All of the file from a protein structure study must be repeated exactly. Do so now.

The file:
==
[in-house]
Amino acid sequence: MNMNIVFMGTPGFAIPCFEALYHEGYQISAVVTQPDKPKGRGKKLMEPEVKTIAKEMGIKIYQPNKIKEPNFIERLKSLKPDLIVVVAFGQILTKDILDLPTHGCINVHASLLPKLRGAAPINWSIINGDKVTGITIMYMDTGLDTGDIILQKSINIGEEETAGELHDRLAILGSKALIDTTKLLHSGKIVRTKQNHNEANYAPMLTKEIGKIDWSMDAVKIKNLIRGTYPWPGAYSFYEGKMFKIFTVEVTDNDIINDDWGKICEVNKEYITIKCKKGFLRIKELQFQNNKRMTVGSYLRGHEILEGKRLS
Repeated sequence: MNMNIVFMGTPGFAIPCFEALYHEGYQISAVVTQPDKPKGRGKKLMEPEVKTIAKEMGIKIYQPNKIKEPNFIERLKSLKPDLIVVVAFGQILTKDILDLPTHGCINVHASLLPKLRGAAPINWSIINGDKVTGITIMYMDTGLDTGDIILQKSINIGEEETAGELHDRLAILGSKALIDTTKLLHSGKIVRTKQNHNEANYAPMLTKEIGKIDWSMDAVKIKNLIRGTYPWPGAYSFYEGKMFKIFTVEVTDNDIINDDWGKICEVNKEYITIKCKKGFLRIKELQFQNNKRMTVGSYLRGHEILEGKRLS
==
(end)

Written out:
[in-house]
Amino acid sequence: MNMNIVFMGTPGFAIPCFEALYHEGYQISAVVTQPDKPKGRGKKLMEPEVKTIAKEMGIKIYQPNKIKEPNFIERLKSLKPDLIVVVAFGQILTKDILDLPTHGCINVHASLLPKLRGAAPINWSIINGDKVTGITIMYMDTGLDTGDIILQKSINIGEEETAGELHDRLAILGSKALIDTTKLLHSGKIVRTKQNHNEANYAPMLTKEIGKIDWSMDAVKIKNLIRGTYPWPGAYSFYEGKMFKIFTVEVTDNDIINDDWGKICEVNKEYITIKCKKGFLRIKELQFQNNKRMTVGSYLRGHEILEGKRLS
Repeated sequence: MNMNIVFMGTPGFAIPCFEALYHEGYQISAVVTQPDKPKGRGKKLMEPEVKTIAKEMGIKIYQPNKIKEPNFIERLKSLKPDLIVVVAFGQILTKDILDLPTHGCINVHASLLPKLRGAAPINWSIINGDKVTGITIMYMDTGLDTGDIILQKSINIGEEETAGELHDRLAILGSKALIDTTKLLHSGKIVRTKQNHNEANYAPMLTKEIGKIDWSMDAVKIKNLIRGTYPWPGAYSFYEGKMFKIFTVEVTDNDIINDDWGKICEVNKEYITIKCKKGFLRIKELQFQNNKRMTVGSYLRGHEILEGKRLS